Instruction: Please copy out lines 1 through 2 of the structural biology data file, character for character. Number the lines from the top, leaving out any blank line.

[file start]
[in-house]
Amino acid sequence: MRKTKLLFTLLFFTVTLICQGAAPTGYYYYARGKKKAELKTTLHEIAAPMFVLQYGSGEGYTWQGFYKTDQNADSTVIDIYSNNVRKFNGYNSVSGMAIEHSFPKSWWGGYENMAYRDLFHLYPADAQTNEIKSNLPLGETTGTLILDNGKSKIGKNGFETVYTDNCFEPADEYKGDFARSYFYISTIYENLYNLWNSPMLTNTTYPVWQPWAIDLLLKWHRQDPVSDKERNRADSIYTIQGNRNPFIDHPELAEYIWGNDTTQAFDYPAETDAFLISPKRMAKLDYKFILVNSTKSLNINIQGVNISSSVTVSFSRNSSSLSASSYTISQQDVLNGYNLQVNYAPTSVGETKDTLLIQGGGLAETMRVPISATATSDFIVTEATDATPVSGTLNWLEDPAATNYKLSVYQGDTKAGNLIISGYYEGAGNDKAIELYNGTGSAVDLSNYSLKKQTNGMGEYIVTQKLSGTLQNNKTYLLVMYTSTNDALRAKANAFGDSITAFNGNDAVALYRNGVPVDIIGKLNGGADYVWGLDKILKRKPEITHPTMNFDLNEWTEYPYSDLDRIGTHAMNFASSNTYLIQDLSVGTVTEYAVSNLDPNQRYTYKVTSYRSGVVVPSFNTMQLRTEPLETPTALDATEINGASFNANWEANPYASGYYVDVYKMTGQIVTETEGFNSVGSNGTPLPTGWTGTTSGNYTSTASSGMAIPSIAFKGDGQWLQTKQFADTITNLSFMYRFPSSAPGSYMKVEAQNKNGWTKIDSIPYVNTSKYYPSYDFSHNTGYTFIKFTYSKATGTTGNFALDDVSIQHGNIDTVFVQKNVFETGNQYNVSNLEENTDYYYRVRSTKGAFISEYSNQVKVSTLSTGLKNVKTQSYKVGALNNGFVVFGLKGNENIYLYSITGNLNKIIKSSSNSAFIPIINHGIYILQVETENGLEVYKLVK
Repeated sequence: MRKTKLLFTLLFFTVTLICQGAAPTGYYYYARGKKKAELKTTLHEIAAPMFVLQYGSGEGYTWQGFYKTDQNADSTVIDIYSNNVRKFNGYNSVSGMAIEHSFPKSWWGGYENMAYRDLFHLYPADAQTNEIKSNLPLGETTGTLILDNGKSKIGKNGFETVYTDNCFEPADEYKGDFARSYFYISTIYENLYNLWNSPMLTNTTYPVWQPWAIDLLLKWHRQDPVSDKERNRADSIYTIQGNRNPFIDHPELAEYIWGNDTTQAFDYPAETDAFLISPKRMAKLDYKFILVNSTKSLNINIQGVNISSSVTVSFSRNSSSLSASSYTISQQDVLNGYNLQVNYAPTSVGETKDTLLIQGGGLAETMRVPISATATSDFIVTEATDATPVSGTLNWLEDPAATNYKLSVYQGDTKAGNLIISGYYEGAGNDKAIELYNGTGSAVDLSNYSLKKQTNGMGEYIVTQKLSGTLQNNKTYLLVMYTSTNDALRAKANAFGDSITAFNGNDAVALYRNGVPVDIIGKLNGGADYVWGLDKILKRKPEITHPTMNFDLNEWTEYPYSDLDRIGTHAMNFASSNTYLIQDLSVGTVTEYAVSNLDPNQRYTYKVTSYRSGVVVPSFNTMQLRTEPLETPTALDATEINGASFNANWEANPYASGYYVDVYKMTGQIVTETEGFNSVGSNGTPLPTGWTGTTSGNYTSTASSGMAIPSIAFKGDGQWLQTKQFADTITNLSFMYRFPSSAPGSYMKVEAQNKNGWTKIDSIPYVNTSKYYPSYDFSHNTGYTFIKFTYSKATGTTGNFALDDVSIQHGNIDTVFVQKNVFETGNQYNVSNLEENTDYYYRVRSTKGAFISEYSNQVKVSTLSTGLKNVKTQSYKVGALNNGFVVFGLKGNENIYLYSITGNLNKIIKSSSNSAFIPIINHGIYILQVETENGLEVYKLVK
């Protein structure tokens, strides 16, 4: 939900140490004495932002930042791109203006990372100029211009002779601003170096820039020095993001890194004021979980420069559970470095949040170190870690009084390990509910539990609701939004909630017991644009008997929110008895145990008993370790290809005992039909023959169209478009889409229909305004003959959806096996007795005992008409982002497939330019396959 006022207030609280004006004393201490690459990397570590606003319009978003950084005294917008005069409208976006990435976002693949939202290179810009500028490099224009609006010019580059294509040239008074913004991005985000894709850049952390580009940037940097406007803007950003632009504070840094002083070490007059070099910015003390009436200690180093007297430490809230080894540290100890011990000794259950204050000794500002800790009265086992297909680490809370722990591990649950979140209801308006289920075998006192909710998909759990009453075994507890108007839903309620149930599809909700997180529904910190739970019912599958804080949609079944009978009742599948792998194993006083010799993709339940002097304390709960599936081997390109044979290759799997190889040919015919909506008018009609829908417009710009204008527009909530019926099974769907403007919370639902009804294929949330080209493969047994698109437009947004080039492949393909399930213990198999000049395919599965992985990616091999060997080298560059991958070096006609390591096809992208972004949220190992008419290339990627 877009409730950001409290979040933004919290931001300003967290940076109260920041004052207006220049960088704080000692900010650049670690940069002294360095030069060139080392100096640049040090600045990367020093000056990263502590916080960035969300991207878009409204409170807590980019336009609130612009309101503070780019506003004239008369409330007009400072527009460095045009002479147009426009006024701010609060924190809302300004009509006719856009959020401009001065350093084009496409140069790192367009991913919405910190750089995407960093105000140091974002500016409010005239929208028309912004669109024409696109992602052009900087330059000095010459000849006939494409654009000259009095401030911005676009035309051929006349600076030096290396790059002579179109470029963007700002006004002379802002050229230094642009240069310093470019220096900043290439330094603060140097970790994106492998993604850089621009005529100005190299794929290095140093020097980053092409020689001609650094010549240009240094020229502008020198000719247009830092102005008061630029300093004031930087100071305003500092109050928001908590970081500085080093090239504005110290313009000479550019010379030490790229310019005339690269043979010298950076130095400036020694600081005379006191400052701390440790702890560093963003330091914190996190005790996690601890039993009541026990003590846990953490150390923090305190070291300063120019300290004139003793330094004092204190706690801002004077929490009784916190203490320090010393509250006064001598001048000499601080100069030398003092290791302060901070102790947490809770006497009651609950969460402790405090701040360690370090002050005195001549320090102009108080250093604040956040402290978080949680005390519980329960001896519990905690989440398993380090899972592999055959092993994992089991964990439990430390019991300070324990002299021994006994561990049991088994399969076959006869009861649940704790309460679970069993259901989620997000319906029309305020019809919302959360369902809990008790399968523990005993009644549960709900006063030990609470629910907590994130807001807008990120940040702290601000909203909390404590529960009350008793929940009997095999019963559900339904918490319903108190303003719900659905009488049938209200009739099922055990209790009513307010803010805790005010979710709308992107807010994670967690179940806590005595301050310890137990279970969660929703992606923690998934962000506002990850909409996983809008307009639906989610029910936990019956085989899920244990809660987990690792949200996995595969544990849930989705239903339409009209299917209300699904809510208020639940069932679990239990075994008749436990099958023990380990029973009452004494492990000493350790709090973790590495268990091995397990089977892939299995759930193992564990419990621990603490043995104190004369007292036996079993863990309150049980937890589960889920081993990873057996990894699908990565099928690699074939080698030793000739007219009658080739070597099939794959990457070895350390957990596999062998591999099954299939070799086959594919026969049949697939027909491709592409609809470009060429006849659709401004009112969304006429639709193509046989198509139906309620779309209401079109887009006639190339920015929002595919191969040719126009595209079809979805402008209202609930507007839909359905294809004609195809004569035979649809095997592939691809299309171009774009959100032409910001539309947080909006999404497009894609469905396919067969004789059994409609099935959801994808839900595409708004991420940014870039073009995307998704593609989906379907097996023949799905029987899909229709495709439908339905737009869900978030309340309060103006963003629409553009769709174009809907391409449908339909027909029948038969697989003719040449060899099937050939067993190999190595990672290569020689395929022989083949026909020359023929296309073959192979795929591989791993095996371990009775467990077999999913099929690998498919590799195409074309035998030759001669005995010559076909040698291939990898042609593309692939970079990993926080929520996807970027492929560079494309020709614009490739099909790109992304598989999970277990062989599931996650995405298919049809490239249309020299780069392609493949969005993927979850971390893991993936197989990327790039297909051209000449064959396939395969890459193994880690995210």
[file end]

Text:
[in-house]
Amino acid sequence: MRKTKLLFTLLFFTVTLICQGAAPTGYYYYARGKKKAELKTTLHEIAAPMFVLQYGSGEGYTWQGFYKTDQNADSTVIDIYSNNVRKFNGYNSVSGMAIEHSFPKSWWGGYENMAYRDLFHLYPADAQTNEIKSNLPLGETTGTLILDNGKSKIGKNGFETVYTDNCFEPADEYKGDFARSYFYISTIYENLYNLWNSPMLTNTTYPVWQPWAIDLLLKWHRQDPVSDKERNRADSIYTIQGNRNPFIDHPELAEYIWGNDTTQAFDYPAETDAFLISPKRMAKLDYKFILVNSTKSLNINIQGVNISSSVTVSFSRNSSSLSASSYTISQQDVLNGYNLQVNYAPTSVGETKDTLLIQGGGLAETMRVPISATATSDFIVTEATDATPVSGTLNWLEDPAATNYKLSVYQGDTKAGNLIISGYYEGAGNDKAIELYNGTGSAVDLSNYSLKKQTNGMGEYIVTQKLSGTLQNNKTYLLVMYTSTNDALRAKANAFGDSITAFNGNDAVALYRNGVPVDIIGKLNGGADYVWGLDKILKRKPEITHPTMNFDLNEWTEYPYSDLDRIGTHAMNFASSNTYLIQDLSVGTVTEYAVSNLDPNQRYTYKVTSYRSGVVVPSFNTMQLRTEPLETPTALDATEINGASFNANWEANPYASGYYVDVYKMTGQIVTETEGFNSVGSNGTPLPTGWTGTTSGNYTSTASSGMAIPSIAFKGDGQWLQTKQFADTITNLSFMYRFPSSAPGSYMKVEAQNKNGWTKIDSIPYVNTSKYYPSYDFSHNTGYTFIKFTYSKATGTTGNFALDDVSIQHGNIDTVFVQKNVFETGNQYNVSNLEENTDYYYRVRSTKGAFISEYSNQVKVSTLSTGLKNVKTQSYKVGALNNGFVVFGLKGNENIYLYSITGNLNKIIKSSSNSAFIPIINHGIYILQVETENGLEVYKLVK